Another Job Interview where I’m the first one at the gate…

I had a job interview this afternoon in Winchester, VA, which sounds like a long way from where I live, but it is only a pleasant 45 minute ride. The job looked good (full time) and the people were nice.

I drew my regular blank on remembering names of things (like the Mozilla Firefox browser I’m using right now to write this…who in hell remembers their browsers by name?) and all those 3 letter abbreviations that engineers and programmers are so fond of (ssl, csm, etc… for things I do or use but never have to name.

They gave me a good 45 minutes, however, and I really can’t complain… until the last statement. It’s the one I’ve gotten on every interview lately and I’m beginning to think it is the trigger for easy rejection: “We’re glad you came in, but you are the first and we have several others who we are interviewing before we can get back to you.”

At least three of my last interviews used that one… and, of course, I still haven’t heard from an of them. I don’t think I’m likely to.

But I could be surprised.

About btchakir

Retired Theatre Producer, Graphic Designer, Usability Tester and General Troubleshooter with a keen interest in Politics and The Stage. Currently heard on WSHC, 89.7 FM (on line at and occasionally dabbling in Community Theatre.

Posted on May 27, 2010, in Advertising, Art, blogs, Economics, Job Seeking, Opinion, Technology, Word from Bill and tagged , , , . Bookmark the permalink. 2 Comments.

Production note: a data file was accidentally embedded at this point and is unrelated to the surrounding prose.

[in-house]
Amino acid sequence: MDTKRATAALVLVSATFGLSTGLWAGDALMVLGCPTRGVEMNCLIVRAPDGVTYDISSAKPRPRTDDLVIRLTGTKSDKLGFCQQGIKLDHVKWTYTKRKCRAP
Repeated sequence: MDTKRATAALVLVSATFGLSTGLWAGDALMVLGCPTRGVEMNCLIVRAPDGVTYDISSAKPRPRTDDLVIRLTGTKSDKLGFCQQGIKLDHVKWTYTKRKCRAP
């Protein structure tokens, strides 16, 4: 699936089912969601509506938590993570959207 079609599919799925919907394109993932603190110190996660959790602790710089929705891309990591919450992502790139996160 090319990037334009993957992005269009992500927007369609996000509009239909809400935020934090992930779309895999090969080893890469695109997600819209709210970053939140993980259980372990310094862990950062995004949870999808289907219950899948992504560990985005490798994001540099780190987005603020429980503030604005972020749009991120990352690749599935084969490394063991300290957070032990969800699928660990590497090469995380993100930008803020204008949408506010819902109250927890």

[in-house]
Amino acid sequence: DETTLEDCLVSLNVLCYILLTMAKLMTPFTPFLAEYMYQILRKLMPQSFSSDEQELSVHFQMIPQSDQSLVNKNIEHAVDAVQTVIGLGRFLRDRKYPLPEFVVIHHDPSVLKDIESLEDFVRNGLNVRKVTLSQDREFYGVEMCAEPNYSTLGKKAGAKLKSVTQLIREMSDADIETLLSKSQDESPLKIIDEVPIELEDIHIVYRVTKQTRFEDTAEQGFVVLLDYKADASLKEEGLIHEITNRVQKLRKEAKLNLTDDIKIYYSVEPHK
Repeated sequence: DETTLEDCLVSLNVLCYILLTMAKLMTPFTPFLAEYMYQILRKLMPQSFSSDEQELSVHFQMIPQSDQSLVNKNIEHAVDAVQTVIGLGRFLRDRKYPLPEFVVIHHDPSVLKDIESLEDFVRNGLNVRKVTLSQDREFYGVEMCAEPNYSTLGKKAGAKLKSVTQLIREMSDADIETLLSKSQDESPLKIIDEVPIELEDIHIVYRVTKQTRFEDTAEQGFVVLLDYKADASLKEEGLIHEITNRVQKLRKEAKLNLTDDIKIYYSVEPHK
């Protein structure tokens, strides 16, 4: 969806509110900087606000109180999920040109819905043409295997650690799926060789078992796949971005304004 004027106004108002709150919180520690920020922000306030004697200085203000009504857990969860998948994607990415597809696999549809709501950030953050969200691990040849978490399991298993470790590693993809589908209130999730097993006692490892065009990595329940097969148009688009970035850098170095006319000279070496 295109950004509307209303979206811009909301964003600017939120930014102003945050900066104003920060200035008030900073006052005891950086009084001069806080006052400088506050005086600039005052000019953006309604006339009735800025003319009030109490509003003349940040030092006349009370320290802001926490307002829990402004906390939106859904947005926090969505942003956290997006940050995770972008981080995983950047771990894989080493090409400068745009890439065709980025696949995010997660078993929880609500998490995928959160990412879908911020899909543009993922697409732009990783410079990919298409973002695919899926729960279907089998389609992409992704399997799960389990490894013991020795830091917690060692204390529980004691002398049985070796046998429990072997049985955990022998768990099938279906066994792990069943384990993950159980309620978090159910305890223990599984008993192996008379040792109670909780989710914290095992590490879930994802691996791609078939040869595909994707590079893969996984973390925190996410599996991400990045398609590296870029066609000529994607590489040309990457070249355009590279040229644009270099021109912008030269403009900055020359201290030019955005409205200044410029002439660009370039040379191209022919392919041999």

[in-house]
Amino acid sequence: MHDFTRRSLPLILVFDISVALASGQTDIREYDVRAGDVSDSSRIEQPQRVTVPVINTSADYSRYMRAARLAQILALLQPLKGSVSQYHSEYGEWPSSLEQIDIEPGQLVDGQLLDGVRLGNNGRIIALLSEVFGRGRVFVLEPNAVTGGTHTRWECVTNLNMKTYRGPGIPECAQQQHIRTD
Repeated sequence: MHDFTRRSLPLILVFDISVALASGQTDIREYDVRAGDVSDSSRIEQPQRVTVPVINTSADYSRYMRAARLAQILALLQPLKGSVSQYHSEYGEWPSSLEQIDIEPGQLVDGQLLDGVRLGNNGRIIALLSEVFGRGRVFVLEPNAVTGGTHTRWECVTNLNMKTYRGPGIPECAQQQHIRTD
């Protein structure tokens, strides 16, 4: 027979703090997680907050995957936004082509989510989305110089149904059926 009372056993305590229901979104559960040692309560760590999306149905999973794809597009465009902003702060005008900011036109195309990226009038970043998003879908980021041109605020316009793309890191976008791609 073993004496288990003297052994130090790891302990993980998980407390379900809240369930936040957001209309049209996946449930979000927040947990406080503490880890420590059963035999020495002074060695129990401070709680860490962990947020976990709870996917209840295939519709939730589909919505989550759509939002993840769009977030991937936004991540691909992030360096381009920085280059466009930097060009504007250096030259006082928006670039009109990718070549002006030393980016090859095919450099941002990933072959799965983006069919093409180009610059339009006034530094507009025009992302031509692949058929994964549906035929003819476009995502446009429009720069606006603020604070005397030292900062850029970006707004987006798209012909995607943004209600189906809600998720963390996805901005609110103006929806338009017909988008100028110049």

1. Hey, Bill, yours is a common complaint among people over 50. What you’re experiencing is the corporate way of getting around age discrimination laws. If you qualify–and if your financial situation permits–you might be better off to take early retirement. You can always supplement it with side work, and do so without penalty providing you don’t earn more than your annual SS amount. I did it and have no regrets.

    • I’m in the process of starting early Social Security… first check is due the fourth Wednesday of June.Actually, I was surprised at how much I’ll be getting, and along with nine years of TIAA CREF pension money for a very short time I spent teaching at Queens College in NY, I was surprised at how well I’ll do.

      However, it’s not the same thing as working in a challenging job situation which I would much prefer.

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